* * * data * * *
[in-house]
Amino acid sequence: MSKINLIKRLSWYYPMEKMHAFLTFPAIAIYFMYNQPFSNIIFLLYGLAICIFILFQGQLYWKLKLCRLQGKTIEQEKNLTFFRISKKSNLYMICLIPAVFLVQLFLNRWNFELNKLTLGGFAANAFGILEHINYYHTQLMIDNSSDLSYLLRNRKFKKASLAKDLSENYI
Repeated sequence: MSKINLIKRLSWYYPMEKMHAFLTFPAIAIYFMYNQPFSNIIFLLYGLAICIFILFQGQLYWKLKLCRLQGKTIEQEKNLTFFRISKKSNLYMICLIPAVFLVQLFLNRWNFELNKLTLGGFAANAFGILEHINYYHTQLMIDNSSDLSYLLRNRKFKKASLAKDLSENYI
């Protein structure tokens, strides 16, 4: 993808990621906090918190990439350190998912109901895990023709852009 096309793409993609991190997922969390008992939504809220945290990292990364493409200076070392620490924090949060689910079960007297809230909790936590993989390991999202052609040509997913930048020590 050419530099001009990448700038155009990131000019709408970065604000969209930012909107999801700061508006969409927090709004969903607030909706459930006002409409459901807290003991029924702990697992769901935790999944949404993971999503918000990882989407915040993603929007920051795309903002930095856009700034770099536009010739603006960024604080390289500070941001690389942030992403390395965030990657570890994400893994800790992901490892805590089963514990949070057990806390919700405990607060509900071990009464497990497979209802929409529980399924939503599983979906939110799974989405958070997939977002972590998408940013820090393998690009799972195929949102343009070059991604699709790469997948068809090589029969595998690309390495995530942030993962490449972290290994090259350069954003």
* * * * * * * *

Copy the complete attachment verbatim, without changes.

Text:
[in-house]
Amino acid sequence: MSKINLIKRLSWYYPMEKMHAFLTFPAIAIYFMYNQPFSNIIFLLYGLAICIFILFQGQLYWKLKLCRLQGKTIEQEKNLTFFRISKKSNLYMICLIPAVFLVQLFLNRWNFELNKLTLGGFAANAFGILEHINYYHTQLMIDNSSDLSYLLRNRKFKKASLAKDLSENYI
Repeated sequence: MSKINLIKRLSWYYPMEKMHAFLTFPAIAIYFMYNQPFSNIIFLLYGLAICIFILFQGQLYWKLKLCRLQGKTIEQEKNLTFFRISKKSNLYMICLIPAVFLVQLFLNRWNFELNKLTLGGFAANAFGILEHINYYHTQLMIDNSSDLSYLLRNRKFKKASLAKDLSENYI
């Protein structure tokens, strides 16, 4: 993808990621906090918190990439350190998912109901895990023709852009 096309793409993609991190997922969390008992939504809220945290990292990364493409200076070392620490924090949060689910079960007297809230909790936590993989390991999202052609040509997913930048020590 050419530099001009990448700038155009990131000019709408970065604000969209930012909107999801700061508006969409927090709004969903607030909706459930006002409409459901807290003991029924702990697992769901935790999944949404993971999503918000990882989407915040993603929007920051795309903002930095856009700034770099536009010739603006960024604080390289500070941001690389942030992403390395965030990657570890994400893994800790992901490892805590089963514990949070057990806390919700405990607060509900071990009464497990497979209802929409529980399924939503599983979906939110799974989405958070997939977002972590998408940013820090393998690009799972195929949102343009070059991604699709790469997948068809090589029969595998690309390495995530942030993962490449972290290994090259350069954003």